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Suspicion 38

Contempt 39

Pride .' 51

Phlegm 51

Hauteur , 52

Idiotism 52

Sinking to repose 54

Starting from repose 54

Doubt 59

Apprehension . 60

Painful Recollection 61

Scorn c 61

Sublime Ad miration 73

Astonishment: 79

Devotion 82

Affection 90

Terror 91

A voluptuary 97

Thirst „ 98

Expectation 99

Terror, from Lairesse 103

Terror, as described by Engel 107

Medea Ill

Voluptuous Indolence 143

Joy 143

Conceit 152

Vulgar Arrogance 153

Menace 154

Dejection 184

False Gesture 221

False Gesture 225

False Gesture 226

False Gesture 249 Page

ILLUSTRATIONS

OF

GESTURE AND ACTION.

LETTER I.

On the Possibility of the practical Illustration of Gesture and Action.

The arguments, by which you have endeavoured to persuade me to give up my ideas of a Treatise on the Defects and Proprieties of the Dress and Action now adopted in our Theatres, have produced an effect on my mind entirely opposite to the sentiments you wished to excite. So far from convincing me of my error, they have tended to root my original opinion more deeply. This, you will say, is the way in which every self-willed blockhead conducts himself; the more one shows him the folly or impracticability of his projects, with the greater obstinacy is he sure to pursue them. Although I flatter myself, my dear friend, that I do not exactly deserve this reproach from you, yet I cannot resist a strong impulse which I feel, to pursue the subject a little farther, if it be only to convince myself, that there really is nothing. so very absurd or extravagant in the ideas which I formerly communicated to you.

Our theatres have lately made such rapid strides towards perfection in the article of costume, that we may reasonably expect the completion of our hopes. If ever a liberal and discerning public had a right to look for this perfection in their favourite amusement, it is at the present moment. When the august monarch of this nation honours every one with his countenance who makes an effort for the improvement of the drama, it would be shameful, indeed, if those who are versed in the science did not exert every faculty, to cooperate in removing all obstructions in the way of its progression and improvement. You tell me, that every thing which is executed by prescribed rules will be formal, stiff, embarrassed, and precise. You will please to observe how I endeavour to answer this objection. While the rule is perpetually present to the mind of the scholar, he will, perhaps, be awkward and confused in all his gestures, and the fear of making constant mistakes will render him more constrained and irresolute than if he were to give way to his habitual actions. I will grant you thus much with great willingness, but you will in return allow me one grand and general position, viz. that use is a second nature. A man when he first learns to dance, moves with a solemnity . which approaches the ridiculous; but this solemnity in time wears off, and his step becomes not only more majestic, but more sure, more free, and more unembarrassed than his who has never practised that accomplishment. Should you state, in reply to this, that the same argument will hold good in the mere exercise of the profession of an actor, I answer, that though the general rule be alio wed j that habit becomes a kjnd_ of nat u re; yet the same rule will have equal place with regard to awkward as well as elegant actions. A constant custom of appearing before the public may make a man bold, but between grace and boldness there is as wide a difference as there is between light and darkness.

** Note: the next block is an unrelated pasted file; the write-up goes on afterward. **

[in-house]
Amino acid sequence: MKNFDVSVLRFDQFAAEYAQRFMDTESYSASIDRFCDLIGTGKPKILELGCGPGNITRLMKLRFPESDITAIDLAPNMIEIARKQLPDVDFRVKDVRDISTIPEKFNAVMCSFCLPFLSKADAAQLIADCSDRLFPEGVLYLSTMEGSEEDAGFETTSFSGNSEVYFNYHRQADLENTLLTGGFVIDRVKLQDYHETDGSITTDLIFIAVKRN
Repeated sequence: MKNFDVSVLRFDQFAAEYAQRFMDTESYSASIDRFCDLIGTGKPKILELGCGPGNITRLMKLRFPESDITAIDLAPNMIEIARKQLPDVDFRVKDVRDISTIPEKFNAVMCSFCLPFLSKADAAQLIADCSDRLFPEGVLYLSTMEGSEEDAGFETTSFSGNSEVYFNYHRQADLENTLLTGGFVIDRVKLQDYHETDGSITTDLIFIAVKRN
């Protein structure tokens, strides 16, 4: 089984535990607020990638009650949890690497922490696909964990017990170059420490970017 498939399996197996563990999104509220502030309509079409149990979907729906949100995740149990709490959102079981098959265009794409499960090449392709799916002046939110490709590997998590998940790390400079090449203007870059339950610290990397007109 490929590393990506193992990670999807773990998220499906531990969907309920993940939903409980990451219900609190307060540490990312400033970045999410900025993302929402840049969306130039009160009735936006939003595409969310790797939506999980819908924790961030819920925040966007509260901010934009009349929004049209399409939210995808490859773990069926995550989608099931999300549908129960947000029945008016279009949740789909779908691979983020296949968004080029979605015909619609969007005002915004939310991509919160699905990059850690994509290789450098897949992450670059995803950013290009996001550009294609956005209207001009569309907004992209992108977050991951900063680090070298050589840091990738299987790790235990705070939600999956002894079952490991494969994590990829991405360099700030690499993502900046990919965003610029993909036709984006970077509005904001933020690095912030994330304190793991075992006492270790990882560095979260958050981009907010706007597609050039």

Do not think me, however, so absolutely devoted to my own theory as to be totally insensible to the objections you have made to the practicable part of my s^stgjn. Some of your arguments are weighty, and I own they have put me to some trouble in my efforts to remove them. No science was ever yet brought to any perfection without much labour in surmounting diffi

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